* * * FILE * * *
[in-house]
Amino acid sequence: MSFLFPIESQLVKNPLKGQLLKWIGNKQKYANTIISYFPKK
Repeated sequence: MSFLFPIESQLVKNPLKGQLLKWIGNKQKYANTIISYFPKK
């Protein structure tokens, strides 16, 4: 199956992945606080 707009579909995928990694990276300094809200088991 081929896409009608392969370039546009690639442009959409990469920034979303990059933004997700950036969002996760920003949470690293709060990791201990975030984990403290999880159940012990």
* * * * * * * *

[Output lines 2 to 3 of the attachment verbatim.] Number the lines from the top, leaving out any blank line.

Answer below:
Amino acid sequence: MSFLFPIESQLVKNPLKGQLLKWIGNKQKYANTIISYFPKK
Repeated sequence: MSFLFPIESQLVKNPLKGQLLKWIGNKQKYANTIISYFPKK